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Retraction Watch

Tracking retractions as a window into the scientific process

Double taxation: Journal retracts paper it published twice

with 5 comments

intl studies quarterlyInternational Studies Quarterly, a Wiley title, is retracting a paper because — oops! — it published the same article twice, unbeknownst to the authors.

Here’s the notice:

The publisher would like to draw the reader’s attention to an error by the journal editorial office and publisher that led to a second version of the following article being published without the author’s knowledge.

Retraction: Jensen, Nathan M. (2013) Domestic Institutions and the Taxing of Multinational Corporations. International Studies Quarterly 57, pp. 751–759.

The above article, published online on 30 September 2013 in Wiley Online Library (http://onlinelibrary.wiley.com/doi/10.1111/isqu.12099/full), has been retracted by agreement between the author, the editors, and the International Studies Association. The article may be accessed in, and should be cited as, its originally published form: in International Studies Quarterly 57, pp. 440–448. doi: 10.1111/isqu.12015.

It’s a perfectly clear retraction notice. But would it have killed Wiley to offer the author an apology for a screwup that will now link the author’s name to “retraction” whenever someone searches for him by name in Google or in literature indices? Here’s a template, if needed.

Hat tip: Rolf Degen

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Written by Ivan Oransky

April 8, 2014 at 9:30 am

5 Responses

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  1. Happened to me in 2003. Indoor Air republished our June article entirely in September. The publishers subsequently did publish a note regretting their error but did not retract the September article. Both are listed on PubMed. Despite repeated requests to the publishers to officially retract it, they have ignored me. I am now listed with DejaVu as an author who has self-plagiarised.

    siebers

    April 8, 2014 at 2:47 pm

    • So, when is Springer going to retract the apparent double I list below? And, like this, there are at least half a dozen cases that I have already reported to Springer Science + Business Media.

      The first case is:

      Plant and Soil July 2005, Volume 274, Issue 1-2, pp 51-78
      Root-based N2-fixing Symbioses: Legumes, Actinorhizal Plants, Parasponia sp. and Cycads
      J. Kevin Vessey, Katharina Pawlowski, Birgitta Bergman

      http://link.springer.com/article/10.1007%2Fs11104-005-5881-5

      Plant and Soil January 2005, Volume 266, Issue 1-2, pp 205-230
      Root-based N2-fixing symbioses: Legumes, actinorhizal plants, Parasponia sp. and cycads
      J. Kevin Vessey, Katharina Pawlowski, Birgitta Bergman

      http://link.springer.com/article/10.1007%2Fs11104-005-0871-1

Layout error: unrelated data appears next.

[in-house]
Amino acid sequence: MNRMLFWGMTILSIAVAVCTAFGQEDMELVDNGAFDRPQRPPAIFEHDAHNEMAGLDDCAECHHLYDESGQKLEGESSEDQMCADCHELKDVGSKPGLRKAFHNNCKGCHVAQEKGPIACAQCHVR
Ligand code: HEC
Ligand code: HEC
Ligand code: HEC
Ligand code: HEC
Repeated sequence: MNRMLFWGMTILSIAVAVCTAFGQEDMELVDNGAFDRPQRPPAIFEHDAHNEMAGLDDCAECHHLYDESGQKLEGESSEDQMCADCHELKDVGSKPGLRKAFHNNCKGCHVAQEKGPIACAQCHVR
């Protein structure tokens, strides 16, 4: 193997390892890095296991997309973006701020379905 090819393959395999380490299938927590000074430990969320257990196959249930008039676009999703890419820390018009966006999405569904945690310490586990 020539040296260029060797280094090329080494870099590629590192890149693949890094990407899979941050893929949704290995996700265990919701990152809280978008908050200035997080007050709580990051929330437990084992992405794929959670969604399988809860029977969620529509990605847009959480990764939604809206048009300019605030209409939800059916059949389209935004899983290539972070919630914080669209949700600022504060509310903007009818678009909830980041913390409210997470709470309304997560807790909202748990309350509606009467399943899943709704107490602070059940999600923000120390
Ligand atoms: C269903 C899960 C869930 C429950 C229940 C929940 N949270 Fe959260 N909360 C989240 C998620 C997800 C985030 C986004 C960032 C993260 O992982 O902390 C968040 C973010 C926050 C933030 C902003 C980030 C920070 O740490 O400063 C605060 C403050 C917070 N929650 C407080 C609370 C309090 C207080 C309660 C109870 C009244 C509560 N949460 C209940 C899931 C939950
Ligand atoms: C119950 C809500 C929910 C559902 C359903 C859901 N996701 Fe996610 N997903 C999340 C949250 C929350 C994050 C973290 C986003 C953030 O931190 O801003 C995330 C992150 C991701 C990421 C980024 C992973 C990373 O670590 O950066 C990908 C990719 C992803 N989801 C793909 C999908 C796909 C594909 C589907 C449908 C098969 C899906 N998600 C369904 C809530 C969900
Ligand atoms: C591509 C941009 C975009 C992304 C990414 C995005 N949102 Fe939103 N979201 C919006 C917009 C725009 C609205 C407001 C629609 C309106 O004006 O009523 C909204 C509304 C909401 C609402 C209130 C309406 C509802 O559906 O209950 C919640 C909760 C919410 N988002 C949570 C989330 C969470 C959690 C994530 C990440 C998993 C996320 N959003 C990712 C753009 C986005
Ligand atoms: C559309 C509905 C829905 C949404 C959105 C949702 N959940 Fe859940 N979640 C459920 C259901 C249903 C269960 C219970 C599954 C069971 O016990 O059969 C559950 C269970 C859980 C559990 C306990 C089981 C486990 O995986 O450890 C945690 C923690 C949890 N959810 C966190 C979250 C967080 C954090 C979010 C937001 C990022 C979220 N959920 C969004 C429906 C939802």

The ridiculous thing is that the first reference has been cited 21 times while the second one has been referenced 25 times.

      Jaime A. Teixeira da Silva

      April 8, 2014 at 5:30 pm

    • This seems like a damned if you do, damned if you don’t situation, arising entirely at the fault of publishers. Perhaps this offers one of the few instances where disappearing an article would be appropriate?

      Perhaps an easy way to do this would be to submit a correction, accompanied by an editorial note not retracting the article, but correcting it to an authorless, titleless, blank page. By submitted the editorial, along with the updated version of the article, to indexing sites the journal could appropriately correct the literature: nothing should have been published, the authors did not authorize publication, and therefore nothing has become published. Of course, anyone curious would be able to find: the accompanying editorial via indexing services as well as a link to the editorial and accompanying blank page correction at the online version of the journal where the index is. Perhaps the only other reason for doing something along these lines would be the printing of stolen, unpublished data (which, of course, would have to come with a complex editorial along with the authors names being kept public and searchable, etc.).

      At least in pubmed, it must be not very difficult at all to do things like change author lists/paper titles without changing the actual database location, because our friend BJH/AJ seems to have done this quite easily for illegitimate purposes. If an authors (not even editor) can remove authors and change titles, I see no reason why an editor shouldn’t be able to correct his/her own journals’ blatant mistakes that clearly have no ethical implications about the authors.

      QAQ

      April 8, 2014 at 7:29 pm

  2. The same happened to me with my very first paper (published as a student). I didn’t know it had happened, but when I searched for my name, three records came up: the initial paper, the second, duplicated paper, and a third, embarrassing “retraction” notice on the second one.

    brian

    April 22, 2014 at 8:35 am

  3. I am the author of this paper. I discovered this when I received a content alert on the new issue, which included my article from the previous issue published a second time. The journal editor and staff were very nice about it. I notified my department chair immediately about what had happened and we laughed about it. So I am hopeful this is a “no harm, no foul” situation. I briefly blogged about this here:

    http://pages.wustl.edu/nathanjensen/articles/7130

    Nate

    Nate Jensen

    August 11, 2014 at 2:38 pm


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